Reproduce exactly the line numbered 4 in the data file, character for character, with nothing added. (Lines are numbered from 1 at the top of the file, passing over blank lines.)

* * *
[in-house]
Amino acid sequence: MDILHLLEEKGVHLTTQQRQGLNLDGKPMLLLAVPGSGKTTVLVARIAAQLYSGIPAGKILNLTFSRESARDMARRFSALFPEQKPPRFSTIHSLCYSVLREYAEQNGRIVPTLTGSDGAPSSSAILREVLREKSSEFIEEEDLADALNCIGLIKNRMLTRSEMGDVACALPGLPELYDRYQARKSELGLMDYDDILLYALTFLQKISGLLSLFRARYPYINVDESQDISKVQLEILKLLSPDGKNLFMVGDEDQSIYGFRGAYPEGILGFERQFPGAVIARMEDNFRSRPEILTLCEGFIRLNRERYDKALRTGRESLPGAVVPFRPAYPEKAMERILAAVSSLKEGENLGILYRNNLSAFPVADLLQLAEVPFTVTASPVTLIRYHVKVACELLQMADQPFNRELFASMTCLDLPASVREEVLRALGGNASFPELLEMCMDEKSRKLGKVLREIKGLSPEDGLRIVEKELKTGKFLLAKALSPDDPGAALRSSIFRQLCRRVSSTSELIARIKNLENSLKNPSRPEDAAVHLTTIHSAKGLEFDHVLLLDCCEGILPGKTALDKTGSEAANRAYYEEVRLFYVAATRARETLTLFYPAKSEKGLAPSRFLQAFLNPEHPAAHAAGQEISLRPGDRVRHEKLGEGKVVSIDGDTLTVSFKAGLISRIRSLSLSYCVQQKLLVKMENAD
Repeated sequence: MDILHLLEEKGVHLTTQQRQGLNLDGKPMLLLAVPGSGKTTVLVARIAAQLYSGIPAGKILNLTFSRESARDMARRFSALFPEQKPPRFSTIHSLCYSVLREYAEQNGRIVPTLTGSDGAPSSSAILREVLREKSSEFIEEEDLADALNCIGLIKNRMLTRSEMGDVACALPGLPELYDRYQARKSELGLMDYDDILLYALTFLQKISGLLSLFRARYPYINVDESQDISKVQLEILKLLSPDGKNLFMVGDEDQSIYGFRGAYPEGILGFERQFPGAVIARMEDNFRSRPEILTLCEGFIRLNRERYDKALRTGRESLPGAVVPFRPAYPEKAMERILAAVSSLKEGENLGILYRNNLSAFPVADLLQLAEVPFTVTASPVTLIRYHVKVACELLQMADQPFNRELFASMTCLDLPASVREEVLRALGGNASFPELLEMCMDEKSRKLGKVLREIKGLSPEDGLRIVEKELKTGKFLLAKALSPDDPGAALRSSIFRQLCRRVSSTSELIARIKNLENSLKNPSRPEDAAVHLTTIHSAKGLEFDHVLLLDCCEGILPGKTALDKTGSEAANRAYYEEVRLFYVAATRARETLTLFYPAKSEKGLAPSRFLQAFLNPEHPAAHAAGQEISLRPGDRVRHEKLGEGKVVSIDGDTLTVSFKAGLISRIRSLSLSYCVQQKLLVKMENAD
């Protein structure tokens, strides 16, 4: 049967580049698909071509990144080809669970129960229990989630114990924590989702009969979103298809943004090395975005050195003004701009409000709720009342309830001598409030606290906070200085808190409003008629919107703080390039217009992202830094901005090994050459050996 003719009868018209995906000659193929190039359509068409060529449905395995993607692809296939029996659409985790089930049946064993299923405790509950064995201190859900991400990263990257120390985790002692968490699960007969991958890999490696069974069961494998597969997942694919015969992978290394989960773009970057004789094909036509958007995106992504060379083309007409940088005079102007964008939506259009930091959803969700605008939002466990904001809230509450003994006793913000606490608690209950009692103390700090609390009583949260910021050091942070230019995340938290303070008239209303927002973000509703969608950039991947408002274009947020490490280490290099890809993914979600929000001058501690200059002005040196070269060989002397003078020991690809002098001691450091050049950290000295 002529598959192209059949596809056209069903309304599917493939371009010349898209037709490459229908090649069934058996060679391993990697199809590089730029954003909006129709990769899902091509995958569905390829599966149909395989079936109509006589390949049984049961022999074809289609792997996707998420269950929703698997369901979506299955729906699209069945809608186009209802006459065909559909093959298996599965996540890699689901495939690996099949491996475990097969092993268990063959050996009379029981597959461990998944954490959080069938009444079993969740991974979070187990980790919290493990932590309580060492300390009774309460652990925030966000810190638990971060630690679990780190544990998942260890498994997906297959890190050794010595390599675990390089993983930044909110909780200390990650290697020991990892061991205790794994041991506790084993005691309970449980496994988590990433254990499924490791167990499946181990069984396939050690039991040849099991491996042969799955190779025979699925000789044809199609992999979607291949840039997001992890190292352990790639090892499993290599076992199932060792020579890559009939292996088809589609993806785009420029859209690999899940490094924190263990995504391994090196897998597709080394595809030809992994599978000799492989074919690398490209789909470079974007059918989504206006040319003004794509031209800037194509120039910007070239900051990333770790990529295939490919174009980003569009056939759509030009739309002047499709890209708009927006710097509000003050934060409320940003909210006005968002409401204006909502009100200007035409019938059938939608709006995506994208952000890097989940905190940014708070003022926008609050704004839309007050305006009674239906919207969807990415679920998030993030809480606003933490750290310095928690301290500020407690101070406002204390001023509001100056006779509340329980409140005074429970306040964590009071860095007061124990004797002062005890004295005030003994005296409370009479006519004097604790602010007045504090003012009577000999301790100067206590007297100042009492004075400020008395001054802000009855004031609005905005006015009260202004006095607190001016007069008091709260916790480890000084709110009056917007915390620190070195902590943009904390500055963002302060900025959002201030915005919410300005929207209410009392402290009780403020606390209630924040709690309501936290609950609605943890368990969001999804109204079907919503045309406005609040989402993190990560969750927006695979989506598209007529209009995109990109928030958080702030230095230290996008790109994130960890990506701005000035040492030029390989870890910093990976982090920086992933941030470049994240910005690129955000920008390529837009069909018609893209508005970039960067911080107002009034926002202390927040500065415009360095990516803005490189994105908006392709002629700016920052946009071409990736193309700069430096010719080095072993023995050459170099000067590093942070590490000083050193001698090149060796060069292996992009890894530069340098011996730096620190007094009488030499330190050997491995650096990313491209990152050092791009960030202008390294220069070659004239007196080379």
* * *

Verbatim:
């Protein structure tokens, strides 16, 4: 049967580049698909071509990144080809669970129960229990989630114990924590989702009969979103298809943004090395975005050195003004701009409000709720009342309830001598409030606290906070200085808190409003008629919107703080390039217009992202830094901005090994050459050996 003719009868018209995906000659193929190039359509068409060529449905395995993607692809296939029996659409985790089930049946064993299923405790509950064995201190859900991400990263990257120390985790002692968490699960007969991958890999490696069974069961494998597969997942694919015969992978290394989960773009970057004789094909036509958007995106992504060379083309007409940088005079102007964008939506259009930091959803969700605008939002466990904001809230509450003994006793913000606490608690209950009692103390700090609390009583949260910021050091942070230019995340938290303070008239209303927002973000509703969608950039991947408002274009947020490490280490290099890809993914979600929000001058501690200059002005040196070269060989002397003078020991690809002098001691450091050049950290000295 002529598959192209059949596809056209069903309304599917493939371009010349898209037709490459229908090649069934058996060679391993990697199809590089730029954003909006129709990769899902091509995958569905390829599966149909395989079936109509006589390949049984049961022999074809289609792997996707998420269950929703698997369901979506299955729906699209069945809608186009209802006459065909559909093959298996599965996540890699689901495939690996099949491996475990097969092993268990063959050996009379029981597959461990998944954490959080069938009444079993969740991974979070187990980790919290493990932590309580060492300390009774309460652990925030966000810190638990971060630690679990780190544990998942260890498994997906297959890190050794010595390599675990390089993983930044909110909780200390990650290697020991990892061991205790794994041991506790084993005691309970449980496994988590990433254990499924490791167990499946181990069984396939050690039991040849099991491996042969799955190779025979699925000789044809199609992999979607291949840039997001992890190292352990790639090892499993290599076992199932060792020579890559009939292996088809589609993806785009420029859209690999899940490094924190263990995504391994090196897998597709080394595809030809992994599978000799492989074919690398490209789909470079974007059918989504206006040319003004794509031209800037194509120039910007070239900051990333770790990529295939490919174009980003569009056939759509030009739309002047499709890209708009927006710097509000003050934060409320940003909210006005968002409401204006909502009100200007035409019938059938939608709006995506994208952000890097989940905190940014708070003022926008609050704004839309007050305006009674239906919207969807990415679920998030993030809480606003933490750290310095928690301290500020407690101070406002204390001023509001100056006779509340329980409140005074429970306040964590009071860095007061124990004797002062005890004295005030003994005296409370009479006519004097604790602010007045504090003012009577000999301790100067206590007297100042009492004075400020008395001054802000009855004031609005905005006015009260202004006095607190001016007069008091709260916790480890000084709110009056917007915390620190070195902590943009904390500055963002302060900025959002201030915005919410300005929207209410009392402290009780403020606390209630924040709690309501936290609950609605943890368990969001999804109204079907919503045309406005609040989402993190990560969750927006695979989506598209007529209009995109990109928030958080702030230095230290996008790109994130960890990506701005000035040492030029390989870890910093990976982090920086992933941030470049994240910005690129955000920008390529837009069909018609893209508005970039960067911080107002009034926002202390927040500065415009360095990516803005490189994105908006392709002629700016920052946009071409990736193309700069430096010719080095072993023995050459170099000067590093942070590490000083050193001698090149060796060069292996992009890894530069340098011996730096620190007094009488030499330190050997491995650096990313491209990152050092791009960030202008390294220069070659004239007196080379």